Take the 2-minute tour ×
Stack Overflow is a question and answer site for professional and enthusiast programmers. It's 100% free, no registration required.

I am interested in comments and insights relating to using Microstrategy to report against a complex snowflake SQL Server database comprising of several transactional, normalized (3NF) tables.

Specifically, what is the best approach or the challenges on reporting in such an environment? Currently, there are some complex views that serve as analytical fact tables using complex SQL joins between the several transactional tables.

The transactional tables also have their own dimensions, and so on. The views seem to work fine in SSRS. However, I have read that Microstrategy is not ideal for reporting against such a complex database (not due to performance of the tool, but more so because of the complexity of the SQL in building these metrics in Microstrategy).

What would be the best approach on reporting in such an environment? Would building an SSAS cube on the current data warehouse be a good idea? Should reporting be done on the database, or should a new database or mart be created, specifically to be used by Microstrategy, with only the relevant views for basic reporting?

Any advice or opinions are appreciated.

share|improve this question
add comment

4 Answers 4

up vote 1 down vote accepted

No matter what reporting tool you use, you will have performance issues if you have complex snowflake joins in the background. This is because every user that runs a report will cause the same SQL to be run - some tools have clever caches, but this falls down when you have user selected prompts.

A SSAS cube is a good option as long as your users feel comfortable with this, but the ideal way is to have aggregate tables for your data (you could call this a mini datamart ) that are designed for your reports.

This works only if you can afford the time for the aggregate tables to be refreshed - if your users need real time data, this isn't really an easy option, but otherwise you can schedule an aggregate procedure to run at set intervals.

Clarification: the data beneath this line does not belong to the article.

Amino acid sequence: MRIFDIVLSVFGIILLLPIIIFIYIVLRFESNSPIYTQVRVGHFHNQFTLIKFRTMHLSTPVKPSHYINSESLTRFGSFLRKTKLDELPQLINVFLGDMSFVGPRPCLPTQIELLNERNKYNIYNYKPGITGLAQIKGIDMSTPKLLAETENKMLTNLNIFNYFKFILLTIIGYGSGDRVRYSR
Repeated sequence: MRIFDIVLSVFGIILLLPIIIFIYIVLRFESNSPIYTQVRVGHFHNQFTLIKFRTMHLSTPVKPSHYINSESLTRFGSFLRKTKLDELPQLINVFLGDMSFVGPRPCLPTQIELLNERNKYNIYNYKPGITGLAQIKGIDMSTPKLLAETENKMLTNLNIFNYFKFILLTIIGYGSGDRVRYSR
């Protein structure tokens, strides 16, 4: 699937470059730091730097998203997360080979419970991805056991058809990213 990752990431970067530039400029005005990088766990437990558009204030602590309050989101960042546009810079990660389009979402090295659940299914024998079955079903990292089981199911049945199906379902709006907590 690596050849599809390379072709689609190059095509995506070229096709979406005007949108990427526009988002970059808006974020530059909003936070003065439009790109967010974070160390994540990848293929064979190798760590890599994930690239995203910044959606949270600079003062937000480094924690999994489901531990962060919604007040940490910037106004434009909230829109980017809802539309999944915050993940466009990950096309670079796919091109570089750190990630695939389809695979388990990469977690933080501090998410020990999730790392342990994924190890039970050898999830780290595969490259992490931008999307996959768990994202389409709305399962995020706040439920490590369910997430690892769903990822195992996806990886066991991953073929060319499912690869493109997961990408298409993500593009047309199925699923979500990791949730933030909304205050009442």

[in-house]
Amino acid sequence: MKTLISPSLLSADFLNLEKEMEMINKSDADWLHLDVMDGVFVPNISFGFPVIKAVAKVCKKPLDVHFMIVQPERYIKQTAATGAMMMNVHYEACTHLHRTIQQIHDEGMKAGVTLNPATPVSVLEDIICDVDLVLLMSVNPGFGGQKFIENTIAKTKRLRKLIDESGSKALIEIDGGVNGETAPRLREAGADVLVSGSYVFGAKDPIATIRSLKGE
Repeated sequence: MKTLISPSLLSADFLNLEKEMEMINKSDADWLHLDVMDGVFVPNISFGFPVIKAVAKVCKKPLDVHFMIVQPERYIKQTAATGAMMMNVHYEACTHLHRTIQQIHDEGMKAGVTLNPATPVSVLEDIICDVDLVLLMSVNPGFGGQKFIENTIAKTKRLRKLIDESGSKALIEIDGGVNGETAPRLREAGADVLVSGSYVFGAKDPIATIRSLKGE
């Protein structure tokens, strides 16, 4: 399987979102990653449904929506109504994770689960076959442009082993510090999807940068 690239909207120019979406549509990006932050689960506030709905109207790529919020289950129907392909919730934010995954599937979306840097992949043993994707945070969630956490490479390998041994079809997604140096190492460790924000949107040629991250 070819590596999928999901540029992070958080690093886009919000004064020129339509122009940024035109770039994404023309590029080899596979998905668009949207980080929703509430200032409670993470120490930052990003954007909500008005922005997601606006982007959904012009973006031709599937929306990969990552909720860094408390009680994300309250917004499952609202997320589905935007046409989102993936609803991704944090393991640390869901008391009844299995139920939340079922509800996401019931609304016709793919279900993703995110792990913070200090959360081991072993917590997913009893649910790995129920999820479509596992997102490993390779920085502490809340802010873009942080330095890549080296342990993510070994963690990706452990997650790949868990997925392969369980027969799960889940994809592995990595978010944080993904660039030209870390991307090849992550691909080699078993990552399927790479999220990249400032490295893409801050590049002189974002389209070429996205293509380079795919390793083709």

The real beauty of this, is that your aggregates can be tailored to your reports and you can get amazing performance.

share|improve this answer
Thanks acutesoftware for the analysis. Entirely agree with the approach of caching. Delegating all that complex SQL to an off-peak refresh job would essentially eliminate performance concerns. Unfortunately, it looks real-time data is a critical business requirement in my situation. Although selective or 'clever' caching sounds intruiging. Eager to start using the tool to see what it can do. Also, from what I understand, Microstrategy report objects run against Metadata Repository tables as their "datasets", populated with the transformed results from the SQL Server. Will be interesting.. –  dmedz Mar 28 '13 at 16:55
add comment

I used Microstrategy tools many years ago. My comments may not be upto date. At that time it was a perfect rolap tool against star schema. It can generate many optimized SQL statements to provide result set. However it was not working fine on 3rd normal form db.

In a 3rd normal form db, I would suggest an alternative tool, like business objects which can handle any kind of db structure. I have seen a business ojects universe on top of an re-insurance OLTP system with 5000+ 3rd normal form tables/views and that was working fine. But when you start using 3rd normal form, it is difficult to deliver correct results for all possible queries and also it will be a lot slower compared to denormalized star schema.

share|improve this answer
add comment

If you know what you're doing on the SQL side, and know how the SQL generated by MSTR needs to change to avoid the hidden joins, then you can use a logical table, added to the relevant attribute forms, to affect the generated SQL directly. Look up logical views.

share|improve this answer
add comment

I don't know if this is still an active thread, but here are some thoughts.

Transaction databases, in my opinion, are not the best for reporting BI. The relational model works well for day to day reporting and for operational reporting.

However once you decide to generate BI reports, you need to be using a Dimensional Model for your Data Warehouse. I have learned this through hard experience. And this is a rule not just for MicroStrategy, but also for any software product that hopes to do BI reporting.

There are a number of reasons for this statement. I won't go into all of the reasons. Your best bet is to get any of the excellent books by Kimbal on Dimensional Modelling.

I have tried to use several different reporting packages, including MicroStrategy, and the biggest determinant of whether your project will work or not is whether your have a good dimensional database design for your BI Warehouse. This of course means using some sort of ETL process to transform relational data into dimensional data.

Hope this helps.

share|improve this answer
add comment

Your Answer


By posting your answer, you agree to the privacy policy and terms of service.

Not the answer you're looking for? Browse other questions tagged or ask your own question.